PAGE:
"We need a finished product — as opposed to component parts — which we have many — to capture the public and investors’ attention," the Glen Cove Democrat wrote in a text ahead of Branson’s launch. "We have the skilled people, component parts and capital here. We just need something to bring it all together."

One place on the Island that could have an increasingly big future in space science is the NASA Space Radiation Laboratory, a joint Brookhaven Lab/NASA facility in Upton for studying the effects of cosmic radiation.

"Modern astronauts are spending ever greater amounts of time in space, exposed to the little-understood effects of cosmic radiation," says the facility’s website. The lab, commissioned in 2003, was set up "to study the possible effects of this exposure," with scientists exposing biological specimens to beams of heavy ions and using industrial materials as samples to study their "suitability for space suits and spacecraft shielding," according to the website.

Matthew Cohen, president of the Long Island Association business group, highlighted the high-tech facility and noted that with space tourism dependent on the safety and reuse of materials and equipment, "The materials testing is going to be of great importance. So we actually are at the cutting edge even today."

— Mark Chiusano @mjchiusano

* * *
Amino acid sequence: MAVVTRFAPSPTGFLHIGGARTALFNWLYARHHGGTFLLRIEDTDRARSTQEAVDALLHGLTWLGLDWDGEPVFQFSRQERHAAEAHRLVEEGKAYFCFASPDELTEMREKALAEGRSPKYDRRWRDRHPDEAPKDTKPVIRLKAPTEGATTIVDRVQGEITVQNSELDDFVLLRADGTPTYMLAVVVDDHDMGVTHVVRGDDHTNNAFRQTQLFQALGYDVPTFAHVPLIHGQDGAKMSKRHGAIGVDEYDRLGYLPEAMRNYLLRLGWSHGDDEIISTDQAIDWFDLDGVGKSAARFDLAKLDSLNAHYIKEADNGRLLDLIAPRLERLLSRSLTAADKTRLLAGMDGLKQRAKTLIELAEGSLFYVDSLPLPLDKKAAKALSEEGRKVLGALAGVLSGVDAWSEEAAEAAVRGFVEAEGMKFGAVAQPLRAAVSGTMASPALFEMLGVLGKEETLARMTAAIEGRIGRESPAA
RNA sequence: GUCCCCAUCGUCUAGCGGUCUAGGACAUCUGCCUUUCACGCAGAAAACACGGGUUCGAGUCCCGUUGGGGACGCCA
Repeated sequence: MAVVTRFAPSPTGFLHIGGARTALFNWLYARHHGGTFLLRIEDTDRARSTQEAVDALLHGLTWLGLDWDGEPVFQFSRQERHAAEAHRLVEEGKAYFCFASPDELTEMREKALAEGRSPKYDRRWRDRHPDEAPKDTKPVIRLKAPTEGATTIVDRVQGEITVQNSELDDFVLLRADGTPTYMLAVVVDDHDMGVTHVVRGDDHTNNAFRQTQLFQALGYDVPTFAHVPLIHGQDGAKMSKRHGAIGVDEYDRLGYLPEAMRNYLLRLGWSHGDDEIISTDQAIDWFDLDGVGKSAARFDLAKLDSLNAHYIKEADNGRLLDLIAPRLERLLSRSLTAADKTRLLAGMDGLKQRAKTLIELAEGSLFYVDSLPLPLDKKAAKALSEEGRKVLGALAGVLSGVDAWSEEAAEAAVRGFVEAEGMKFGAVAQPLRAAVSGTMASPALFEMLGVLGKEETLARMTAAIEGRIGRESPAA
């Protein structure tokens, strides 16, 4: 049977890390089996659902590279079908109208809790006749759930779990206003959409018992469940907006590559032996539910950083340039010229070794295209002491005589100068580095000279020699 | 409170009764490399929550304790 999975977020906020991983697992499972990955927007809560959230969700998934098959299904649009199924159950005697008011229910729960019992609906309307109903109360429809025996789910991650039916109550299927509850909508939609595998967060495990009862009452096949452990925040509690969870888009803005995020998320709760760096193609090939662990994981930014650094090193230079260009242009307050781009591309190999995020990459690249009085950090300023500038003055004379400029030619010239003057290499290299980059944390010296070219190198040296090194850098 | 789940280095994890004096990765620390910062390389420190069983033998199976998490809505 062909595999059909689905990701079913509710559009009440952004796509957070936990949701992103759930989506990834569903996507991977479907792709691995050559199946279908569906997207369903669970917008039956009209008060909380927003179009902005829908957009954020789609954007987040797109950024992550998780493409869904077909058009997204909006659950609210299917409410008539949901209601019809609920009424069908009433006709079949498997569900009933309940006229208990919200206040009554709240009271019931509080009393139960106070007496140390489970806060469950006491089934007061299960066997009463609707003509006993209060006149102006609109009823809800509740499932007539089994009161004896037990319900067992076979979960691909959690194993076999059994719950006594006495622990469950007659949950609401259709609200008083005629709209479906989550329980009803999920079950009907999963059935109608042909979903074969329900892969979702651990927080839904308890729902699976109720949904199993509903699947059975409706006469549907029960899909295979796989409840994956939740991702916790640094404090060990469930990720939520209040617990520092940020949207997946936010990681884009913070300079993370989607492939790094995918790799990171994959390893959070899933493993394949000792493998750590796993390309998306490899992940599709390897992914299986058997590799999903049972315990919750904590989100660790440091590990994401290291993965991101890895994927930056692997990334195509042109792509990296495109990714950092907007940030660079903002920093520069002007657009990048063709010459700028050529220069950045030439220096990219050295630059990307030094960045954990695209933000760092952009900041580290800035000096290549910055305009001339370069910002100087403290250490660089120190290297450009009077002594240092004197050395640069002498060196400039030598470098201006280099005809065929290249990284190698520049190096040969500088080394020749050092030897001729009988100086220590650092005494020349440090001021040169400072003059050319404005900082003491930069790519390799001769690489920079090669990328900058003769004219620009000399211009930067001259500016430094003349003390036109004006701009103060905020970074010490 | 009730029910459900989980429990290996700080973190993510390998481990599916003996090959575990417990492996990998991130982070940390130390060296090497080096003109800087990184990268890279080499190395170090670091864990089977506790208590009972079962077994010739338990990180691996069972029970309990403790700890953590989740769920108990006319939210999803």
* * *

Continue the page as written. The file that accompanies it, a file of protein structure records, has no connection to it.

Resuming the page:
Pencil Point

Climate change

John Darkow

John Darkow

For more cartoons, visit www.newsday.com/nationalcartoons

Final Point

Excluded Workers Fund debuting soon

One of the marquee wins for Albany progressives during this year’s spring budget season was a $2.1 billion Excluded Workers Fund for New Yorkers who lost income during the pandemic and were left out of other relief programs. Advocacy groups celebrated the aid that would come to immigrants whose lack of paperwork led to their exclusion. Republicans and some more centrist Democrats raised eyebrows at the big checks — $15,600 or $3,200 minus taxes, depending on the amount of work proof people could provide. But the fund soon faded from the headlines as the state Department of Labor began hashing out application details.

Now the launch is nearly upon us — the agency says the application will be available in August.

That’s what brought supporters of the fund back together on Monday, for a news conference outside a DOL office in Manhattan, where advocates and legislators called for as few barriers as possible in the application process. They urged prospective applicants to start getting their paperwork ready, and asked the department to accept IDs that workers might not have been able to renew during the pandemic.

"Because of the pandemic it’s been increasingly hard for excluded workers to prepare for the launch of the fund," said State Sen. Jessica Ramos of Queens, sponsor of the original legislation to launch the fund.

Clearly the fund’s supporters hope the political capital spent on the fund ends up translating to a successful program and real dollars going to New Yorkers in need. But there is precedent to be leery given the complicated application process for rent relief during the pandemic.

Rollout of the current worker fund "is progressing swiftly as planned," emailed DOL spokeswoman Deanna Cohen. "New Yorkers can receive the latest EWF updates by signing up for alerts at https://dol.ny.gov/EWF."

In terms of outreach, the agency issued an RFQ for not-for-profit organizations "to serve as trusted messengers and helpers within communities with high concentrations of excluded workers," Cohen wrote, adding that grant awards "will be announced in the coming days."

— Mark Chiusano @mjchiusano